All about learning foreign langauges, the benefits of learning a language, and the best ways to go about learning them. A source of aid and comfort for language buffs of all ages, abilities, and nationalities.

Sunday, March 19, 2006

An Outstanding Resource for Learning Chinese

If you are studying Mandarin Chinese, this is a resource you simply have to check out.

Marilyn Shea is a University of Maine at Farmington psychology professor who fell in love with China when she visited the country for the first time 14 years ago. But the books and tapes then available to self-teach the language left her cold, Shea said.
She discovered that the perfect accents and diction on language tapes sounded nothing like the language she heard on the streets of Beijing.

So she set about creating her own database of English and Chinese words and phrases. Today the database has morphed into the Ting Center at Launched in 1997, it was one of the first language sites on the Internet. About 70,000 people per month visit the site. Its popularity is probably partly a result of Shea's insights into how people learn new languages, and to a booming interest in China, which has been steadily climbing the ranks as a destination for American students studying abroad.
Shea had no ambitions to create an online language center when she started her project.

"I just got fascinated with the problems of learning this language," she said.
Part of the problem, she said, is that most foreign language curriculums involve recordings of actors speaking slowly in the most correct form of the language.
"But if you just talk among your friends, you hear people who talk fast, slow, slovenly or mumble," she said.

As she says on her Web site, people put just enough energy into their language to get their point across. So they are prone to contracting or omitting words, slurring, grunting and dropping off the ends of sentences.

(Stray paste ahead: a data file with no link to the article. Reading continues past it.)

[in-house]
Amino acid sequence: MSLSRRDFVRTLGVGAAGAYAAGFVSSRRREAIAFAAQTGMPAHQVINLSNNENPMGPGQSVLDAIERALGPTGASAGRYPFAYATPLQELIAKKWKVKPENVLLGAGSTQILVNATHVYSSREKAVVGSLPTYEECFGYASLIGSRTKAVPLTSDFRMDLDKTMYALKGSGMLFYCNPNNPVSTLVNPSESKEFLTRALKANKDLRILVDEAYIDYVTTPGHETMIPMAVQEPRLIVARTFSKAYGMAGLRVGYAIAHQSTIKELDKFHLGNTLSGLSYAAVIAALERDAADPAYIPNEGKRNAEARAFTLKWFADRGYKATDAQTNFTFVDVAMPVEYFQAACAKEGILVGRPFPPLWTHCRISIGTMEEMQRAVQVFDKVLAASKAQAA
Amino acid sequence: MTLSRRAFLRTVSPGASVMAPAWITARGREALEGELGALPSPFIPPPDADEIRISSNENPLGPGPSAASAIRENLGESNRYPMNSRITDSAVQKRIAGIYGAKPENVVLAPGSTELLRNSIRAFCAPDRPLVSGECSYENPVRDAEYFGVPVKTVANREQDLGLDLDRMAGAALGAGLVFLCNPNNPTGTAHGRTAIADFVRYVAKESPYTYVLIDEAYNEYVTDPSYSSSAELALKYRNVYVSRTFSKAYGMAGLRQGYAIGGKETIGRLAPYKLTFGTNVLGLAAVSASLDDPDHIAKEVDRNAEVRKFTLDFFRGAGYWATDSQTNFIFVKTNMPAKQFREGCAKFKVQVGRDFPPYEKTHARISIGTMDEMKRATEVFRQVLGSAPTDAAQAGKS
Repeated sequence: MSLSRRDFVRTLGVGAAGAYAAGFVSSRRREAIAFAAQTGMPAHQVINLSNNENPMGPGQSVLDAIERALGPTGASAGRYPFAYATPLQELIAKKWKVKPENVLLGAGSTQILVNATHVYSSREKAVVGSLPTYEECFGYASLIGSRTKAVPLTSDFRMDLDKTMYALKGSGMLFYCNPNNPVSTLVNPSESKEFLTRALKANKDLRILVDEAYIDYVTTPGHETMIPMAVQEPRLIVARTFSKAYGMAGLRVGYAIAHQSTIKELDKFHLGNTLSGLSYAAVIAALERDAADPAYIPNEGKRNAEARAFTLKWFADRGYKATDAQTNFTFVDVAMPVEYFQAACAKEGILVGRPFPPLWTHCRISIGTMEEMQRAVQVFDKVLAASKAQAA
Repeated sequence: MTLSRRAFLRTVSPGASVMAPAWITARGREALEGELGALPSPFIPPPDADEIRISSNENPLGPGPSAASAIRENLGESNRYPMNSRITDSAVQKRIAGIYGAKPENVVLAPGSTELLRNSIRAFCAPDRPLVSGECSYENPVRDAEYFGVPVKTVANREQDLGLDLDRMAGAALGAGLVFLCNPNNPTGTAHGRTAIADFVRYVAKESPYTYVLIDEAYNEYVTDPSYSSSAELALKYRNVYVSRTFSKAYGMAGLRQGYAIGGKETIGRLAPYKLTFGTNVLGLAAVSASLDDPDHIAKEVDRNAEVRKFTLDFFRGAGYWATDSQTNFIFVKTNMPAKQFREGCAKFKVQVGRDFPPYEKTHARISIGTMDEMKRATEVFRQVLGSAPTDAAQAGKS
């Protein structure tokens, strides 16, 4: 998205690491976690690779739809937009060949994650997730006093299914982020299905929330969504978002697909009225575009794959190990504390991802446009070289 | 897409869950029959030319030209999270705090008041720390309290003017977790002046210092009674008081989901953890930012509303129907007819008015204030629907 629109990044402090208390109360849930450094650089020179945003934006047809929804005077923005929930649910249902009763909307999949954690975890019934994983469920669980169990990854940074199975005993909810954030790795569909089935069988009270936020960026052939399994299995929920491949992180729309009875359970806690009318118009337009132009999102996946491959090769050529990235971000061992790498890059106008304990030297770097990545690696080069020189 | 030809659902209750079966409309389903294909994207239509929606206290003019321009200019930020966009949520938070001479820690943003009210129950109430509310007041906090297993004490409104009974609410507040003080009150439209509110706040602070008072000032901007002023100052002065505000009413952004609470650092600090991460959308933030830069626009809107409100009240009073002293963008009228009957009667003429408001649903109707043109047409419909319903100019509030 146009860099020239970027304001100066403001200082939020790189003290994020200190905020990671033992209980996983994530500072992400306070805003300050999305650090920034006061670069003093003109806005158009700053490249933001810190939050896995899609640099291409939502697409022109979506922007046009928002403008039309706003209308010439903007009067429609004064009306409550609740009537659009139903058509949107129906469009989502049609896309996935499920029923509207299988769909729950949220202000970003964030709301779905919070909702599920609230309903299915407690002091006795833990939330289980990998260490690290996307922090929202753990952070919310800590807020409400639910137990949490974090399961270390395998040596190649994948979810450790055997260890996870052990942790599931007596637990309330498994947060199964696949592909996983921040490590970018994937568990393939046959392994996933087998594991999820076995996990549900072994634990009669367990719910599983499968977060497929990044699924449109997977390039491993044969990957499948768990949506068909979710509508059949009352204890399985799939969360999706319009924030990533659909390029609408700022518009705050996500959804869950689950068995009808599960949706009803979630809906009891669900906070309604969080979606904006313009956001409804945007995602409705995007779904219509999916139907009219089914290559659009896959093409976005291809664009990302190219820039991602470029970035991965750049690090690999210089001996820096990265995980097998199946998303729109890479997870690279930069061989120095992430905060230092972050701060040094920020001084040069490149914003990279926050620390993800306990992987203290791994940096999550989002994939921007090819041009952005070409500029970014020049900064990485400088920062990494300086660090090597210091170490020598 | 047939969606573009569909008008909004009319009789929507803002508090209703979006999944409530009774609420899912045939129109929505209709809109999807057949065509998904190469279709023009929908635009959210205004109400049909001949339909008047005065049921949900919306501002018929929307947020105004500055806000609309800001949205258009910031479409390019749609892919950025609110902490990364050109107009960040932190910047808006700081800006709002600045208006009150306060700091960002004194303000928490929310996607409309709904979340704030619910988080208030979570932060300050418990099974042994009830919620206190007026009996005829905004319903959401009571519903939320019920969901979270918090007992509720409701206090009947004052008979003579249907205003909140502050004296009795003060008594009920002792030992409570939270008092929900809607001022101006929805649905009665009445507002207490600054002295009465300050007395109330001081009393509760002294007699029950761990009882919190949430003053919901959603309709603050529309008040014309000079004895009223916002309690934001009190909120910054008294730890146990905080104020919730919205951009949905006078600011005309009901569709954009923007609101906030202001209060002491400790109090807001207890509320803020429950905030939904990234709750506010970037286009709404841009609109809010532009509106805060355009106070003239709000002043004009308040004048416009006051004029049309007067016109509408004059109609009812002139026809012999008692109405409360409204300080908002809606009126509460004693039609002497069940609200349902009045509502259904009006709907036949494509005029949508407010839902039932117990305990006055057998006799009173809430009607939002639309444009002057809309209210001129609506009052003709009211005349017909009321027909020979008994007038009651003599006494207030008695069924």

On her site, five or six people say the same word or phrase in different accents to give visitors a real feel for how they actually will hear the language in everyday conversation.

Shea collects the words and phrases during mostly annual trips back to China, where she has a legion of friends eager to help her come up with the latest phrases and words and lend their voices to the project.

Source: Portland Press Herald/Maine Sunday Telegram

Thursday, March 16, 2006

Learning Vocabulary: The Power of Context

When you were learning to talk, you didn’t consult a dictionary or vocabulary lists. You managed to determine the meaning of a word based on how it was used in sentences and how those sentences applied to what was going on around you. The setting in which words are used, whether in a sentence or in the larger sense is called the context. Once your knowledge of a language reaches a certain threshold, seeing a word in context will often give you the clues you need to figure out what it means. This is how your mind is programmed to learn words.

For someone learning a language other than their own, there are two basic phases to learning vocabulary. The first is assembling a basic foundation of words. In traditional teaching methods this means learning dialogues by rote and using flash cards. Flash cards are a useful tool for building that basic foundation of words.

Once you have enough new foreign words and sentence structures, the second phase involves picking up new words in context. The trick here is to find contexts where you will encounter new words and help reinforce their meanings on your mind. To put it another way, you need to experience your new language in ways that approach the way an ordinary native speaker experiences the language. This will be harder at first, but then gradually, even naturally will improve with time and practice.

Saturday, March 11, 2006

Foreign Language Learning in Other Countries

Americans take a lot of heat from people in other countries because we aren't real prolific when it comes to learning languages other than English. To be fair, humans as a species tend to prioritize their activities according to what they think it needful, even if they don't always make smart decisions that way.